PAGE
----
NASA has been hard at work in recent months, with the Artemis initiative being the primary focus of the company since it was announced.
2019 marks the 50th anniversary of the moon landing, an event which remains highly controversial even today, as some people contest it.
A return to the moon has been discussed for several years, and NASA will receive the funds required for such a feat. On the anniversary of the moon landing, the agency announced that the crew capsule which was designed for an upcoming mission had been completed and it is ready for use.
NASA’s Orion spacecraft was constructed by Lockheed Martin, a company which is best known for its military weapons and vehicles. Besides the manufacturing process, the company contributed to other key aspects, including the use of advanced 3D printing technology for the fabrication of some parts. The finished crew capsule was mounted on the top of the service capsule.
NASA’s Orion Spacecraft Module Is Ready For Use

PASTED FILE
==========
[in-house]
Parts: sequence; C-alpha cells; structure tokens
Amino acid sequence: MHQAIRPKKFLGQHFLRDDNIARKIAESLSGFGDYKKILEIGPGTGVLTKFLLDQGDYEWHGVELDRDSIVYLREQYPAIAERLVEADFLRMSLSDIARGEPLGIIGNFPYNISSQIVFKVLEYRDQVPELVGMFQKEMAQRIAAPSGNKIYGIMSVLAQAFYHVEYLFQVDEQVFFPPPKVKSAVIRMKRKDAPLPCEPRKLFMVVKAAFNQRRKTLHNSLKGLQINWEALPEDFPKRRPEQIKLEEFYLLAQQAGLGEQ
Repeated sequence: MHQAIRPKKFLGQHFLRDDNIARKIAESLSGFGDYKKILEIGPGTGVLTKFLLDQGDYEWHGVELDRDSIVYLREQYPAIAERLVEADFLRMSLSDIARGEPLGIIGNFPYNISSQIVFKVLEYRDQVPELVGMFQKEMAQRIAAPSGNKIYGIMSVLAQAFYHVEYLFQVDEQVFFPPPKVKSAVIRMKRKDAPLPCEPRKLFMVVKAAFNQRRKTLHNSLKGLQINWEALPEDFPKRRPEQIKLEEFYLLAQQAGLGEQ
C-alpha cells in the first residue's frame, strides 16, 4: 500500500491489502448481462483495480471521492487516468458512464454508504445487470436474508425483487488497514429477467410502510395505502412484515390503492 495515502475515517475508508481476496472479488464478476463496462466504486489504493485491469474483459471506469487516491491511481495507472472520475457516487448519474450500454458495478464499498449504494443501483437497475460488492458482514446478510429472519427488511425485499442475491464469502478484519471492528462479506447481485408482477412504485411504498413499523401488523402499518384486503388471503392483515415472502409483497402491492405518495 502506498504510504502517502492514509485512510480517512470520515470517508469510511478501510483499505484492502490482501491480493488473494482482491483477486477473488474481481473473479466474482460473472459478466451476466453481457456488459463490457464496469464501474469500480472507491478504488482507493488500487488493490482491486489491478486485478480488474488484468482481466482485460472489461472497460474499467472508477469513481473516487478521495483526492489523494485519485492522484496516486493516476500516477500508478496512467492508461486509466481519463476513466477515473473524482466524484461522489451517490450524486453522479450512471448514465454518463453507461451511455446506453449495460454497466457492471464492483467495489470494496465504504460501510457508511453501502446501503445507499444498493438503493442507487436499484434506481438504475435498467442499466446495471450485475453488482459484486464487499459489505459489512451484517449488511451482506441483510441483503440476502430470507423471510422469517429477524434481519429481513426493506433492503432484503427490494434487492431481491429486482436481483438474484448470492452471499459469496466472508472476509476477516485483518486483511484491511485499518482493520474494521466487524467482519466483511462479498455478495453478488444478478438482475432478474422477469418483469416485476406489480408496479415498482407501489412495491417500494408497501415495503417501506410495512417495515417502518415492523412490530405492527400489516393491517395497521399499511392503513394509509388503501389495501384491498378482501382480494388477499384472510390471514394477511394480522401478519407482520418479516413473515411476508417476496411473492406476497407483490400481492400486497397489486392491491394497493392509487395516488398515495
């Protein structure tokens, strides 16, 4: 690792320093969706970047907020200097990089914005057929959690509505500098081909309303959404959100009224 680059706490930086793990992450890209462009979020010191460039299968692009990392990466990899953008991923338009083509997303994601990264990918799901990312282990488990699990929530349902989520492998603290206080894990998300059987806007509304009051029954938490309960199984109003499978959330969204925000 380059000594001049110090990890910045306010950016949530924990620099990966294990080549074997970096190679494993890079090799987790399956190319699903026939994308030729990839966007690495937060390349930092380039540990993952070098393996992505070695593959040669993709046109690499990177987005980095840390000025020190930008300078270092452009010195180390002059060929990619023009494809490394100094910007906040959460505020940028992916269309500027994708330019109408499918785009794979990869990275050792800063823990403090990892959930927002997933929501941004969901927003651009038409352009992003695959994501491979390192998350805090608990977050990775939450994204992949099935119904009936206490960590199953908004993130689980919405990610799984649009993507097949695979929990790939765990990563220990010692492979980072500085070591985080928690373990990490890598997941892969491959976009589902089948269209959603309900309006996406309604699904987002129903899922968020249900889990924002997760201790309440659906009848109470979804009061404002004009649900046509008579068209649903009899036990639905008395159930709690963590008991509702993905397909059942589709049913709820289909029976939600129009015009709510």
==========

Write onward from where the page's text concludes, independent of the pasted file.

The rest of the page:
The Orion spacecraft is considerably more ambitious in comparison to previous vehicles used by astronauts. It was built from the ground up to make it viable for deeps space missions, and it will play an essential role in future missions connected to Mars.
A significant external contribution comes in the form of the European Service Module, a critical component which provides power and propulsion. Airbus manufactured the service module and offered by the Europeanean Space Agency.
Engineers are already working on the logistics of connecting the two parts, as power and fluid lines are being installed. After the modules are connected, a special heat shield panel will be attached, to protect the spacecraft from potential damage. A test flight has been scheduled for September, and it will take place at the Plum Brook Station which is located in Sandusky, Ohio. During the tests, the engineers will test the capability of the module and its resistance against the severe conditions found in space.
Dee Mongo is a graduate of UFT. She’s based in Toronto and has written for Maclean’s, Motherboard, the National Post, and the Huffington Post. In her spare time, she plays AC/DC on the ukulele and does psychic readings for B-grade celebrities. Dee is our tech/finance correspondent.